Symington Reveals Nuclear Weapons Have Been Placed in the Mideast, Europe and the Far East
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Symington Reveals Nuclear Weapons Have Been Placed in the Mideast, Europe and the Far East

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Sen. Stuart Symington (D.Mo.) said here today that nuclear weapons have been placed in the Middle East. He made the disclosure in an unexpected departure from the text of a statement he was reading at a meeting of the General Assembly’s First Committee (Political Committee), which is discussing the subject of “Non-Proliferation and Related Nuclear Issues.”

Symington, a member of the U.S. delegation to the 29th annual session of the General Assembly, said, With respect to proliferation of nuclear weapons around the world, it is no longer a secret that they are placed in Europe, in the Middle East and the Far East.” He did not identify the nations that have placed the weapons in those regions or the countries in which they are located. The Senator told reporters later that the information-he disclosed had already been released by the Pentagon.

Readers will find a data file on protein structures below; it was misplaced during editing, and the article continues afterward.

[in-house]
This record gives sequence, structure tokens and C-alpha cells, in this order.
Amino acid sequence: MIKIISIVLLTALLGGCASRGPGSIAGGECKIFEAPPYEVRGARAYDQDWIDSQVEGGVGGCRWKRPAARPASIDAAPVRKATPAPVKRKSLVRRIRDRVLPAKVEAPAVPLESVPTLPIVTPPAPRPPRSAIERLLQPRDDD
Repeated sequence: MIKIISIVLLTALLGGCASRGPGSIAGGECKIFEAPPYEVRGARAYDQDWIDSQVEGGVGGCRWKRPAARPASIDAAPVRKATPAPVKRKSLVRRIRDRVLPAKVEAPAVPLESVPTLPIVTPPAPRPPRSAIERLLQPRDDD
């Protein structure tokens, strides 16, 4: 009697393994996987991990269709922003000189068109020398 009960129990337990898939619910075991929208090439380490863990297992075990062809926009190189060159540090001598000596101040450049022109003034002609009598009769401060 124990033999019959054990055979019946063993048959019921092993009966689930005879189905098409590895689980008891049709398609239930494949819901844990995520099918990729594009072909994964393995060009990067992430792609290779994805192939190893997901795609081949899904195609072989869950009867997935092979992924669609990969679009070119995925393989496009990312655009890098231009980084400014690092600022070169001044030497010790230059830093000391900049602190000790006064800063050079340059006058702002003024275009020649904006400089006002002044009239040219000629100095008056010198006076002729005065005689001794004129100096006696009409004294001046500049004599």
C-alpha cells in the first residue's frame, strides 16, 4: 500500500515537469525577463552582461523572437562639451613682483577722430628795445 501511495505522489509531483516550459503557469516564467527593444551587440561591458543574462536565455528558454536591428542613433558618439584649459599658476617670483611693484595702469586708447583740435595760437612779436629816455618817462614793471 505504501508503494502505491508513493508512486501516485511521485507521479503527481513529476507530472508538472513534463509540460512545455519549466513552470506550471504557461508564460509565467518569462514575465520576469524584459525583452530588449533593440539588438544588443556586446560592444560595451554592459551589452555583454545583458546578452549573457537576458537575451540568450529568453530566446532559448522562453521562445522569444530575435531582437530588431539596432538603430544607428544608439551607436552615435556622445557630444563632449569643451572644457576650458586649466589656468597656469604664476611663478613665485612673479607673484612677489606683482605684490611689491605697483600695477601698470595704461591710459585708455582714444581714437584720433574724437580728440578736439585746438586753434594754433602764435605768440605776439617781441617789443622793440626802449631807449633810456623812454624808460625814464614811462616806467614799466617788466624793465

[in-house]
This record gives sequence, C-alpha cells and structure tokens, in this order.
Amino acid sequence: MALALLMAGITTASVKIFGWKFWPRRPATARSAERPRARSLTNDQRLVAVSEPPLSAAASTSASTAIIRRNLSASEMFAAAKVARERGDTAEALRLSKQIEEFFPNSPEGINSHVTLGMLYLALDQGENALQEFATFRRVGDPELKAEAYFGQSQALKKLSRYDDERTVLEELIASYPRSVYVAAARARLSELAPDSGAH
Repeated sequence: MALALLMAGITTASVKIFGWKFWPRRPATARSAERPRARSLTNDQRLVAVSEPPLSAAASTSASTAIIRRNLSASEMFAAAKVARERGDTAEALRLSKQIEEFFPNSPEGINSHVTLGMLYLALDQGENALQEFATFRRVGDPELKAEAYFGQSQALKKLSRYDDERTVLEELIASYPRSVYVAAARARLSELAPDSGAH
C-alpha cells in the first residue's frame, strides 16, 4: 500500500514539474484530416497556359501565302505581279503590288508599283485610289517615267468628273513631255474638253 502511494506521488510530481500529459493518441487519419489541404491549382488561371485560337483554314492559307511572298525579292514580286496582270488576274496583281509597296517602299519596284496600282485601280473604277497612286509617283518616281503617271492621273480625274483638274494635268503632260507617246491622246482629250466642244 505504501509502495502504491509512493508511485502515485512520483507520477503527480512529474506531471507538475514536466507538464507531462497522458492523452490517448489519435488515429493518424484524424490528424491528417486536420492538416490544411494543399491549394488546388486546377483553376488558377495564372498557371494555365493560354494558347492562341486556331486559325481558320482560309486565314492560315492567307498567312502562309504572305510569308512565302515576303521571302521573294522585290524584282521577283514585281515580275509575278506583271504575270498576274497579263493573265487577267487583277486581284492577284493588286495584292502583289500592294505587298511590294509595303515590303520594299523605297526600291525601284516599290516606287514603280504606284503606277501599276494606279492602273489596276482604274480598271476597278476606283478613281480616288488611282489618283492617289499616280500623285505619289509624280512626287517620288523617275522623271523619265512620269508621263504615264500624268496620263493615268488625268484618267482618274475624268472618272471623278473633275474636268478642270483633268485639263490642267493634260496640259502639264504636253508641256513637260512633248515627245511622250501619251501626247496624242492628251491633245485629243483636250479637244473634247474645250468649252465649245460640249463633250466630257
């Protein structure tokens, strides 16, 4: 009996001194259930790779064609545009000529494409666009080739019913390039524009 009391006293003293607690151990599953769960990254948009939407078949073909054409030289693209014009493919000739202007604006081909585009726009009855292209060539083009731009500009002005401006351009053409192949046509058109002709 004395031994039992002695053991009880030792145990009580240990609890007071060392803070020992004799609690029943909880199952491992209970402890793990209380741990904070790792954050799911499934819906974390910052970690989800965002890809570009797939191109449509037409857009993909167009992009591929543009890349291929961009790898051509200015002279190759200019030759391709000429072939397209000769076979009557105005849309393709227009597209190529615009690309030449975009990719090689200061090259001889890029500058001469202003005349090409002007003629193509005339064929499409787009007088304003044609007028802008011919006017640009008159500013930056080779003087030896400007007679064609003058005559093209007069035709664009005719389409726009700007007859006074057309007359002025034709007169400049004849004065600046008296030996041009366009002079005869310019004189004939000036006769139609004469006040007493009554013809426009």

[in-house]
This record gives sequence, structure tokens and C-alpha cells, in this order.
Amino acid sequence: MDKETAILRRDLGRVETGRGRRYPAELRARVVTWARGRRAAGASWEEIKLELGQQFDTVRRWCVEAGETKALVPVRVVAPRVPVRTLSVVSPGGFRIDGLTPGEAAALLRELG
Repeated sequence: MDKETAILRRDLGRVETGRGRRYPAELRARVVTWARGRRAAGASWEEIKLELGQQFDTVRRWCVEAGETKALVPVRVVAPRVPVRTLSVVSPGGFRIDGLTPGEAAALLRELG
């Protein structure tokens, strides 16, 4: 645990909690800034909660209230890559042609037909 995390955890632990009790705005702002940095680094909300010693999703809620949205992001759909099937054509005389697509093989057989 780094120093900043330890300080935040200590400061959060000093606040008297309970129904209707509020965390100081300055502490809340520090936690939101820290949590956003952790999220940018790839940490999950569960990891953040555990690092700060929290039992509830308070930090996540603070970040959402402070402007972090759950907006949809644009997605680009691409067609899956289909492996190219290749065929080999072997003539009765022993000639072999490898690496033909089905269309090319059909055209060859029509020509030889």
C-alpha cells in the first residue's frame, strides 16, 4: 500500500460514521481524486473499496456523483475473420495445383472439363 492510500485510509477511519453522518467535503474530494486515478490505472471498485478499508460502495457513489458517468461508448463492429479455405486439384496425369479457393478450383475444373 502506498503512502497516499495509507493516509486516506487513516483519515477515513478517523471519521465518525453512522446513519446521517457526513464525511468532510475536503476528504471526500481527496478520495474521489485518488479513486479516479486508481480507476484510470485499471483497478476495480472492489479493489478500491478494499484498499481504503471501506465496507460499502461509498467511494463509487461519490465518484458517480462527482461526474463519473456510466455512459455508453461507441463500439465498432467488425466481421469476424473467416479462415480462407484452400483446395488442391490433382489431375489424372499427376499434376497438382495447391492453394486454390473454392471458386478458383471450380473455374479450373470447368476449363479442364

The U.S. delegation was apparently taken by surprise by Symington’s disclosure. A delegation spokesman declined to comment on it and refused to give reporters copies of the transcript of Symington’s remarks that contained his departure from the text. Symington also said, in his departure, that the U.S. nuclear stockpile is equivalent to 615,300 Hiroshima bombs.


In his prepared statement. Symington called for strengthening “the system of international safeguards against the diversion of nuclear material and technology to the manufacture of nuclear explosives” and said the U.S. welcomed the interest shown at this session of the General Assembly in creating nuclear-free zones in the Middle East and South Asia. He listed four criteria for nuclear-free zones which he said the U.S. government has recommended.

They are: 1) that the initiative should be taken by the states in the region concerned; 2) the zones preferably should include all states in the area whose participation is deemed important; 3) creation of the zones should not disturb necessary security arrangements; and 4) provisions should be made for adequate verification. The First Committee is scheduled to discuss late this afternoon proposals by Iran and Egypt for the establishment of a nuclear-free zone in the Middle East.

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